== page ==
NICE AND EASY: What is a headend?

In old train jargon, a “headend” is where all the trains go to, and where they all come from. When it comes to television, a headend system is very much the same thing. Let’s take a look at the term “headend” and what a headend system is.

A headend is a system that collects the signal from antennas, cable or satellite receivers, and then gets it ready to be sent over a single wire to a bunch of different places. Think about a hotel where you get about 15-20 channels and they are all tuned using the TV. That’s a headend system — somewhere in the hotel is a rack full of equipment, making all that happen.

The key part of a headend system is the modulator. A modulator is a bigger, fancier version of the device that used to be in VCRs or videogames that let the signal show on channel 3 of your TV. A modulator is a little fancier than that because it has to build several channels into what’s called a QAM (pronounced “kwam.”) This system lets you control the quality of the channels as well as how many there are. The better quality you want, the fewer channels you get.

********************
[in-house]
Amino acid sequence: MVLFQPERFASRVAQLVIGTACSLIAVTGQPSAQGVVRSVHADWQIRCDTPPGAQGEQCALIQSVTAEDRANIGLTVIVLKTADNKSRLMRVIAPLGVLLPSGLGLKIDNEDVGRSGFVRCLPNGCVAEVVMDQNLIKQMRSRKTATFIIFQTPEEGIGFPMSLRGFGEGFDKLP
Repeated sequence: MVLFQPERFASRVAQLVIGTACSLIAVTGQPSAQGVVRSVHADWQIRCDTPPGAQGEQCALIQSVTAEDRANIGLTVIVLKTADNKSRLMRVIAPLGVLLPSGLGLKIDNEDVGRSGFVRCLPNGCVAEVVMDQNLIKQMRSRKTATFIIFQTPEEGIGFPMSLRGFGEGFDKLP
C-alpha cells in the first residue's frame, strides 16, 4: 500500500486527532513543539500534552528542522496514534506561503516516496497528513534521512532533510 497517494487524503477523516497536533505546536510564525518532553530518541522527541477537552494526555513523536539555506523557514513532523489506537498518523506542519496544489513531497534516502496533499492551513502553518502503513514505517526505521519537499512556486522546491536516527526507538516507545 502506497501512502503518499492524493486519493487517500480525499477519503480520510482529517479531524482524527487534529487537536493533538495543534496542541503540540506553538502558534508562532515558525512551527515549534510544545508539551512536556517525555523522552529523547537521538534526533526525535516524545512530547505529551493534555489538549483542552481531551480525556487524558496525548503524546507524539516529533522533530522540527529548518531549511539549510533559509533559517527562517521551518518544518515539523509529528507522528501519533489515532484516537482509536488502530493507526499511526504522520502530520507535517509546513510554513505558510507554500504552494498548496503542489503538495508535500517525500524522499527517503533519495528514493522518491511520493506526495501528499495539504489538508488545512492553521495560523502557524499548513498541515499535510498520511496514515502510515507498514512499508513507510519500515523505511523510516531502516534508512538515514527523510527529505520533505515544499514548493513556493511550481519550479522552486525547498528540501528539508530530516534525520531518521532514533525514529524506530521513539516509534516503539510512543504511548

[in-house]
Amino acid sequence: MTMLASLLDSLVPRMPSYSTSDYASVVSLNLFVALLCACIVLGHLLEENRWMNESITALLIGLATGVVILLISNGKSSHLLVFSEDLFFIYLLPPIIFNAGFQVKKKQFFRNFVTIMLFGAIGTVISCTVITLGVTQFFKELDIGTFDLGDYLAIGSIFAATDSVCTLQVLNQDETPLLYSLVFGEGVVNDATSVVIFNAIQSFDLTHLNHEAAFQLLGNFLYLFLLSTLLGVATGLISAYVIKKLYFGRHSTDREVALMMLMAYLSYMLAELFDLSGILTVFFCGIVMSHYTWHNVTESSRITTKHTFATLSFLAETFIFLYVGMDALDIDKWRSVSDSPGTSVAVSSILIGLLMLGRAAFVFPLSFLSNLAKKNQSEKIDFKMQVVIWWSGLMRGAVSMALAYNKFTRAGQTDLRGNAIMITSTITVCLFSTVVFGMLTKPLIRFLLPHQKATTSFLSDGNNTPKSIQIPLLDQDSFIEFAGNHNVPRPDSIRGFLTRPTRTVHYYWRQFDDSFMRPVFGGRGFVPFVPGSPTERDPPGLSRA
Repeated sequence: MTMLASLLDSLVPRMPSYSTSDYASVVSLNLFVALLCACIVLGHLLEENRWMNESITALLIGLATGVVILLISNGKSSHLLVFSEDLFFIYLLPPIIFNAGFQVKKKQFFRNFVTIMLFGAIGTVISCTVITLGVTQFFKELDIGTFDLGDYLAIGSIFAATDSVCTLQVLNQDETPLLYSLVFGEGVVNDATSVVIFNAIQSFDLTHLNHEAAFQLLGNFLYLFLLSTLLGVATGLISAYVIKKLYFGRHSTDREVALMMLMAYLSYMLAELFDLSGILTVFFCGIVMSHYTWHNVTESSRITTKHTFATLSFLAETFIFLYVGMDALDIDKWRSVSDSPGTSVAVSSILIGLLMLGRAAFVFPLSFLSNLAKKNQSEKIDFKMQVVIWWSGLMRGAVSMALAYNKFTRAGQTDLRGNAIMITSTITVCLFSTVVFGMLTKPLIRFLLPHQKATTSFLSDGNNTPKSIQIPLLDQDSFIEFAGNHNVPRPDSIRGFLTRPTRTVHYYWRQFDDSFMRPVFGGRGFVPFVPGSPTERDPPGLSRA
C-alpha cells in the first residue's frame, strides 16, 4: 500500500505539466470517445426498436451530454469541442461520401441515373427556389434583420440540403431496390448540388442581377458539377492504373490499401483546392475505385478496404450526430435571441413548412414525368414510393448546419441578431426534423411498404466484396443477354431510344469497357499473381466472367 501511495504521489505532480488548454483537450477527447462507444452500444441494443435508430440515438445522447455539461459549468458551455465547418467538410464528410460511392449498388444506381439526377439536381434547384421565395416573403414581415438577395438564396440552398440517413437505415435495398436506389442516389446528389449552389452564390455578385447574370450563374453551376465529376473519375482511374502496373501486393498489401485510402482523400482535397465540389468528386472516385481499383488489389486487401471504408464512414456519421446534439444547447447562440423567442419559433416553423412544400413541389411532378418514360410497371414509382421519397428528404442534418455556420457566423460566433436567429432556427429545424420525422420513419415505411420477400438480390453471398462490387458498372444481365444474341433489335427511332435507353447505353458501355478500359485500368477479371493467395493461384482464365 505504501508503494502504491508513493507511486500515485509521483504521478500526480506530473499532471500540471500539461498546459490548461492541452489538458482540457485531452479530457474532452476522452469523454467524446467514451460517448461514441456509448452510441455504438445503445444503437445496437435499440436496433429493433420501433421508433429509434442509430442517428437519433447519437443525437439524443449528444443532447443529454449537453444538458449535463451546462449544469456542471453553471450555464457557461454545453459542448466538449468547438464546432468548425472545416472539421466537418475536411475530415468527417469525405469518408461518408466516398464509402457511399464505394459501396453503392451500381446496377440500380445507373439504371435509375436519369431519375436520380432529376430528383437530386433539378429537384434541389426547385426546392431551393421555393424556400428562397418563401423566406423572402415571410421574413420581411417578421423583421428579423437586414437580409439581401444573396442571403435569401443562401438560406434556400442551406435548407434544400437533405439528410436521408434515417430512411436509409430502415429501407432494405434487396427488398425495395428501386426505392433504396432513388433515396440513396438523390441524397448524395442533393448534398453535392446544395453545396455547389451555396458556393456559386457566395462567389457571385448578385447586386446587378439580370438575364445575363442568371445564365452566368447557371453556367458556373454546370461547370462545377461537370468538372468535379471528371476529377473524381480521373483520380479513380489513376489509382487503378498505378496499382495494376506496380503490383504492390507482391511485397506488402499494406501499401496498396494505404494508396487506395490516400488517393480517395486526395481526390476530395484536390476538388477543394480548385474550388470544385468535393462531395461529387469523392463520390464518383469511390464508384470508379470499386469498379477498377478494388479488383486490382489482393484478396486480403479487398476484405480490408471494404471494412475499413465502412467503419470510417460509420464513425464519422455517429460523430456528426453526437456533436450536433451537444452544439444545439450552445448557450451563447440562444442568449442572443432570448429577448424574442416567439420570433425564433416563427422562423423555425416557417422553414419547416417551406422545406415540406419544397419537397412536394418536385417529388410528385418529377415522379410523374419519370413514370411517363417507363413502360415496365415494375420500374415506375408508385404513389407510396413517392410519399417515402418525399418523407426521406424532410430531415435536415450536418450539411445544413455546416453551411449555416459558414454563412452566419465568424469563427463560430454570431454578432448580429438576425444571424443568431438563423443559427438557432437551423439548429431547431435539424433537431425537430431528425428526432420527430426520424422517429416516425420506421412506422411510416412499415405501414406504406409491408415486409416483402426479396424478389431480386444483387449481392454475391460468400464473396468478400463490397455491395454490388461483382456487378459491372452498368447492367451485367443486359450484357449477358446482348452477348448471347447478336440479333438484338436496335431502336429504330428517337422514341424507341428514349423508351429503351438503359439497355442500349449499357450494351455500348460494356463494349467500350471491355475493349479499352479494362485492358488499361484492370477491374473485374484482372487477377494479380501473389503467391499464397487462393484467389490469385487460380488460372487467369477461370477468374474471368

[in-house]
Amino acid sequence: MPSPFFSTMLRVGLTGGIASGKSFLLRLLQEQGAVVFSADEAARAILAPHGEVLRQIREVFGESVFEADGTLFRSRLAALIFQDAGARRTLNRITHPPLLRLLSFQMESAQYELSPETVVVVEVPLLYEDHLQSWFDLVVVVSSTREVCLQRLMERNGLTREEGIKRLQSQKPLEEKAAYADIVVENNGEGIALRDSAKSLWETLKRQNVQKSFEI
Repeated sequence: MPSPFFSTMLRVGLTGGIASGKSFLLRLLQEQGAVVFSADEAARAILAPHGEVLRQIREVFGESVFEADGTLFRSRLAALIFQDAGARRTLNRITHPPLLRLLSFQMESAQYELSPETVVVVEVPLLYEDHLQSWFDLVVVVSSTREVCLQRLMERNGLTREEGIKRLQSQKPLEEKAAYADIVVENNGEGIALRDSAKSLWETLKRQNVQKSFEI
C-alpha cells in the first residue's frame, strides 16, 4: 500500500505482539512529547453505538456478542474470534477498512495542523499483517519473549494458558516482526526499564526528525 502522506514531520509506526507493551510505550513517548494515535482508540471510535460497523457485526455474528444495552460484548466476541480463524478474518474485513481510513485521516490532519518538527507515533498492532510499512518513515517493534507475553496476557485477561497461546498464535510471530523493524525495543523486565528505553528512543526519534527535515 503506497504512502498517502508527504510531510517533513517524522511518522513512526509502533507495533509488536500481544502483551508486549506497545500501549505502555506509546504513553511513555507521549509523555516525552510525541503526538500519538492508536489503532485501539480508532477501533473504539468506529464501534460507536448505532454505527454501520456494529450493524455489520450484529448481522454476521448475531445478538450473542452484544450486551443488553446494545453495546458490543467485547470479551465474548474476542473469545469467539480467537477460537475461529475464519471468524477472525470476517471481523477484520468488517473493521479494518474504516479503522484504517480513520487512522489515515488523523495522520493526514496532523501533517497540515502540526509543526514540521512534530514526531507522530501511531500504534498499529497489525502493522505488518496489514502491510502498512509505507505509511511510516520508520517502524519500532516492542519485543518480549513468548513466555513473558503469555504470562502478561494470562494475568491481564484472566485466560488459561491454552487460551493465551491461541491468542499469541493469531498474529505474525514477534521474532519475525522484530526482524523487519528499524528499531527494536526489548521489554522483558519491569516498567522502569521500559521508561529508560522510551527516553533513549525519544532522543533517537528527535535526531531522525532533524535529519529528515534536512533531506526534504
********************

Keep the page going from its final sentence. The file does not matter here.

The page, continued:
A good HD headend system can be costly, but once installed it is very reliable and doesn’t need a lot of maintenance. If you’re looking for a headend system, call Signal Connect at 866.726.4182.

About the Author

Stuart Sweet
Stuart Sweet is the editor-in-chief of The Solid Signal Blog and a "master plumber" at Signal Group, LLC. He is the author of over 5,000 articles and longform tutorials including many posted here. Reach him by clicking on "Contact the Editor" at the bottom of this page.